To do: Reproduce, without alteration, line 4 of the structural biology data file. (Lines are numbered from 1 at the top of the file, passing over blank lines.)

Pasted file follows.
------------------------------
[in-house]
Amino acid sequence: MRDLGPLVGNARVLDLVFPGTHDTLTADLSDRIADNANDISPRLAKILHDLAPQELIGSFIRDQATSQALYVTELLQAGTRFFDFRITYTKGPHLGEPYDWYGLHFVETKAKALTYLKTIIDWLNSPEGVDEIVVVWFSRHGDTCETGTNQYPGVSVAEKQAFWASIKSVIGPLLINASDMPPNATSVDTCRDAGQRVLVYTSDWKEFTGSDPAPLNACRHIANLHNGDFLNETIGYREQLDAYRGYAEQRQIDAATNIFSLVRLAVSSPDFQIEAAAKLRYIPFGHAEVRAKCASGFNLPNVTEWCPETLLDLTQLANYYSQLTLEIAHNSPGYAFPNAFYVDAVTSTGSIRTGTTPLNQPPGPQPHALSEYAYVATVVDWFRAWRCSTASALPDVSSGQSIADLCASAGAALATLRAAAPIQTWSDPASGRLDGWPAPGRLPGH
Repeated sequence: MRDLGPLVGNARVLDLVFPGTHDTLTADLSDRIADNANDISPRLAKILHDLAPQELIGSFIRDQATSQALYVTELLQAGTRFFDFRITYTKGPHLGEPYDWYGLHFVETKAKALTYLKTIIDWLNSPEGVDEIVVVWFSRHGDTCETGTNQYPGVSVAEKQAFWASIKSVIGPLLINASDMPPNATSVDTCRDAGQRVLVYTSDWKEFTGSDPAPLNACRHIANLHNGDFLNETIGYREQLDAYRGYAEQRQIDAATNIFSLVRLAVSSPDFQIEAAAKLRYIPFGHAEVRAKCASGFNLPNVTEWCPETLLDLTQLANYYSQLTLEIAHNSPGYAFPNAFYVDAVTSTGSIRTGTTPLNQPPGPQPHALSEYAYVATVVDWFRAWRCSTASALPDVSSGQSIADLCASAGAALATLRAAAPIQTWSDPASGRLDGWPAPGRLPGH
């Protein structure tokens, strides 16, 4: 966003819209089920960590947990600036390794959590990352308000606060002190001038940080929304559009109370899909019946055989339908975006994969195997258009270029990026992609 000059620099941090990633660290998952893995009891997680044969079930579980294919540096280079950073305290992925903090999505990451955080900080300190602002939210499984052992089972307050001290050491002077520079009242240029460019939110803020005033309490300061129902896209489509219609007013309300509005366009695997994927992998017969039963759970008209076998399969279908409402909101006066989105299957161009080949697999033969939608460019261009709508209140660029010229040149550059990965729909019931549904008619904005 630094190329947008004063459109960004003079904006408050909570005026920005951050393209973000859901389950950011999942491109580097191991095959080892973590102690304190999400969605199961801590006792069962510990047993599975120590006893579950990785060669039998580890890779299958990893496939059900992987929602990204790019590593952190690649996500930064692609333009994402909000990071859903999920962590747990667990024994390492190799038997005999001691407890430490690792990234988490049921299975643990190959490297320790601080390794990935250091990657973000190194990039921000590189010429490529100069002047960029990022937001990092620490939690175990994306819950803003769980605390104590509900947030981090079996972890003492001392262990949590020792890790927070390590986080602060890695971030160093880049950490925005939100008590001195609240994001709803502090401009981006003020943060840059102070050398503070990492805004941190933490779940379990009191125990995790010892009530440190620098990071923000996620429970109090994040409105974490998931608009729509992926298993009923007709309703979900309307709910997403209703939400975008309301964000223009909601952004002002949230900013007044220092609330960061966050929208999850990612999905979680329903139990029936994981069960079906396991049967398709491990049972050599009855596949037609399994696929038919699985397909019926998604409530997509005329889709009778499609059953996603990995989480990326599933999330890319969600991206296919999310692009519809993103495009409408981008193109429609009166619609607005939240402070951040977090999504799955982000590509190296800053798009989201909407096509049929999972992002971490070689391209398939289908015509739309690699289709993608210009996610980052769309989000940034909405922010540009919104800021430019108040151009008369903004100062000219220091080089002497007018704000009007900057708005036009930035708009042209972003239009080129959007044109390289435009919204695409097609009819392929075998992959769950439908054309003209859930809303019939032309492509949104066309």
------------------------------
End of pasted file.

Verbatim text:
């Protein structure tokens, strides 16, 4: 966003819209089920960590947990600036390794959590990352308000606060002190001038940080929304559009109370899909019946055989339908975006994969195997258009270029990026992609 000059620099941090990633660290998952893995009891997680044969079930579980294919540096280079950073305290992925903090999505990451955080900080300190602002939210499984052992089972307050001290050491002077520079009242240029460019939110803020005033309490300061129902896209489509219609007013309300509005366009695997994927992998017969039963759970008209076998399969279908409402909101006066989105299957161009080949697999033969939608460019261009709508209140660029010229040149550059990965729909019931549904008619904005 630094190329947008004063459109960004003079904006408050909570005026920005951050393209973000859901389950950011999942491109580097191991095959080892973590102690304190999400969605199961801590006792069962510990047993599975120590006893579950990785060669039998580890890779299958990893496939059900992987929602990204790019590593952190690649996500930064692609333009994402909000990071859903999920962590747990667990024994390492190799038997005999001691407890430490690792990234988490049921299975643990190959490297320790601080390794990935250091990657973000190194990039921000590189010429490529100069002047960029990022937001990092620490939690175990994306819950803003769980605390104590509900947030981090079996972890003492001392262990949590020792890790927070390590986080602060890695971030160093880049950490925005939100008590001195609240994001709803502090401009981006003020943060840059102070050398503070990492805004941190933490779940379990009191125990995790010892009530440190620098990071923000996620429970109090994040409105974490998931608009729509992926298993009923007709309703979900309307709910997403209703939400975008309301964000223009909601952004002002949230900013007044220092609330960061966050929208999850990612999905979680329903139990029936994981069960079906396991049967398709491990049972050599009855596949037609399994696929038919699985397909019926998604409530997509005329889709009778499609059953996603990995989480990326599933999330890319969600991206296919999310692009519809993103495009409408981008193109429609009166619609607005939240402070951040977090999504799955982000590509190296800053798009989201909407096509049929999972992002971490070689391209398939289908015509739309690699289709993608210009996610980052769309989000940034909405922010540009919104800021430019108040151009008369903004100062000219220091080089002497007018704000009007900057708005036009930035708009042209972003239009080129959007044109390289435009919204695409097609009819392929075998992959769950439908054309003209859930809303019939032309492509949104066309």